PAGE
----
Atrium Health doctors warned North Carolinians of the significant increase in syphilis cases in a virtual press conference for media members across the state on Wednesday.
While overall syphilis rates have been steadily climbing for 12 years, leading to a 631% increase in cases since 2012, the numbers have more than doubled since 2018, Atrium officials warned.
The most rapid increase seems to be in women of childbearing age, said Dr. Amina Ahmed, medical director of Pediatric Infectious Disease and Immunology at Atrium Health Levine Children’s Hospital.
This has led to a rise in congenital syphilis (CS), a disease that develops when a mother with syphilis passes the infection on to her baby during pregnancy.
“Awareness that this was happening certainly was overshadowed and eclipsed by the COVID pandemic,” Ahmed said. “But this epidemic has been going on much longer than the COVID pandemic.”
Doctors test for syphilis using antibodies, making it difficult to diagnose babies with CS, Ahmed explained. If a mother is not treated in time or adequately, doctors have to evaluate the baby through blood tests or spinal taps and administer long-term IV treatment.
Babies with CS are at risk of stillbirths, premature births and meningitis as well as impacts on bone development, hearing and vision if left untreated.
The symptoms of syphilis, known as the “great masquerader,” can be easily missed and sometimes overlap with other infections, stressing the importance of testing and early diagnosis, regardless of the presence of symptoms.
Dr Rebecca Pierce-Williams, OB-GYN at Atrium Health Women’s Care Maternal Fetal Medicine, said while one of the more common symptoms is a legion on the external genitals called a painless chancre, many women can present as asymptomatic or don’t know they are showing symptoms of syphilis.
Although North Carolina requires syphilis testing for pregnant women at 28 weeks and at admission for delivery, the transfer of infection could have already reached the baby earlier in the pregnancy.
“This is what’s so frustrating about syphilis is it’s so easily treated if we can find it,” said Dr. Michael Leonard, assistant specialty director at Atrium Health Infectious Disease Kenilworth. “And that’s really where the problem lies.”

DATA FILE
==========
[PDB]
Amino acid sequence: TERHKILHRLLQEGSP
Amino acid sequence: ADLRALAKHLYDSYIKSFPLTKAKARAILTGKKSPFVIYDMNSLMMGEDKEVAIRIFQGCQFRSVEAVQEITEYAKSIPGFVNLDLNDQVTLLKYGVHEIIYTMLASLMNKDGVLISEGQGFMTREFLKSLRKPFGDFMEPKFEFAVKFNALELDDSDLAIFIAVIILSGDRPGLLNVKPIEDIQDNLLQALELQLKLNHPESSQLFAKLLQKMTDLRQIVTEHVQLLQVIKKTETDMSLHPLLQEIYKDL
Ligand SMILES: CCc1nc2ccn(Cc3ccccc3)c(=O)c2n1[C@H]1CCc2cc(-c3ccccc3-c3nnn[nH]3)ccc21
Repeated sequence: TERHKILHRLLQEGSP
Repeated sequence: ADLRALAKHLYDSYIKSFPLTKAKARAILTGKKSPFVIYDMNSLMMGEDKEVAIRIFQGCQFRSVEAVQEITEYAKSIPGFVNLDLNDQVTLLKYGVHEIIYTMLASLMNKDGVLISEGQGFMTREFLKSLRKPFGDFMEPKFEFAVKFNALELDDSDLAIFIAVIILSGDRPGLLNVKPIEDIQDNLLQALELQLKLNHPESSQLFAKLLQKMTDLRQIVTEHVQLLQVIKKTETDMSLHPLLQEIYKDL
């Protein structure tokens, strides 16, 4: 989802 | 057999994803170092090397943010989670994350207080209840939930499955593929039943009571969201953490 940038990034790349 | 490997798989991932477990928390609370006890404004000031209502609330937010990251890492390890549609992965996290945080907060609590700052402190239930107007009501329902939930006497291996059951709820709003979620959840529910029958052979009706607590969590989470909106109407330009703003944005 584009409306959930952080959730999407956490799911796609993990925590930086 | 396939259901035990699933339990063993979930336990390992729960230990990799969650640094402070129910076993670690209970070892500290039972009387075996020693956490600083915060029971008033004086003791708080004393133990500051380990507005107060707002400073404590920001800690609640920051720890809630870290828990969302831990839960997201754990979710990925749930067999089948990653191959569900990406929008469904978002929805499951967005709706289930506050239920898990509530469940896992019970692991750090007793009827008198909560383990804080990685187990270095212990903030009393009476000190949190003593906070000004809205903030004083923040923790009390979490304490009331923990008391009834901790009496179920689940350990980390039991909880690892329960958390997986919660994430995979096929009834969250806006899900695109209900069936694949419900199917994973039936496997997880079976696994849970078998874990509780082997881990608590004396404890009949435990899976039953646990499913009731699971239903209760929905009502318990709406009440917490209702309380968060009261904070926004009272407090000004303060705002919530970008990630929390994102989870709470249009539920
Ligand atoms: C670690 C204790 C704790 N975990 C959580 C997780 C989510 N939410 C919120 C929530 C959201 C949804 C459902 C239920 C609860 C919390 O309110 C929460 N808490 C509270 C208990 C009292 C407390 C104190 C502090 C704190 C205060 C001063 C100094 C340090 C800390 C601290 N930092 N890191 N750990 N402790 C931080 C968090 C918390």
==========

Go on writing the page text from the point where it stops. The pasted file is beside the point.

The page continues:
Treatment for adults includes one to three injections of penicillin, depending on which of the three stages the infection has reached. Babies who have been exposed receive penicillin intravenously for at least 10 days.
Leonard also mentioned the importance of identifying sexual partners and urging them to get tested.
“If a mom gets treated in pregnancy she can get reinfected,” Pierce-Williams added. “If her partner’s not treated and she gets reinfected then we have to start all over again with treating her.”
Leonard said future trends are showing a steady increase in syphilis and CS infections, with Mecklenburg County accounting for a large portion of cases in North Carolina. In 2022, North Carolina reported 4,123 cases of early syphilis (infected within the past 12 months) and Mecklenburg county made up 844 of those cases.
Roughly, that means Mecklenburg County residents made up about 20% of the new cases in North Carolina, despite making up just over 10% of the state’s residents as a whole.
The largest demographic represented among the rise in cases over the past 12 years has been men of color who have sex with other men and fall into the 25-34 age range.
“We have mandates for [pregnant women], we don’t have that in any other population, though,” Leonard said. “So it’s the responsibility of physicians, clinicians, etc. to do the testing … and for patients to report symptoms and seek care.”
Mecklenburg County Public Health offers free HIV/STI testing and treatment at its Billingsley and Beatties Ford clinics in east and west Charlotte, respectively.
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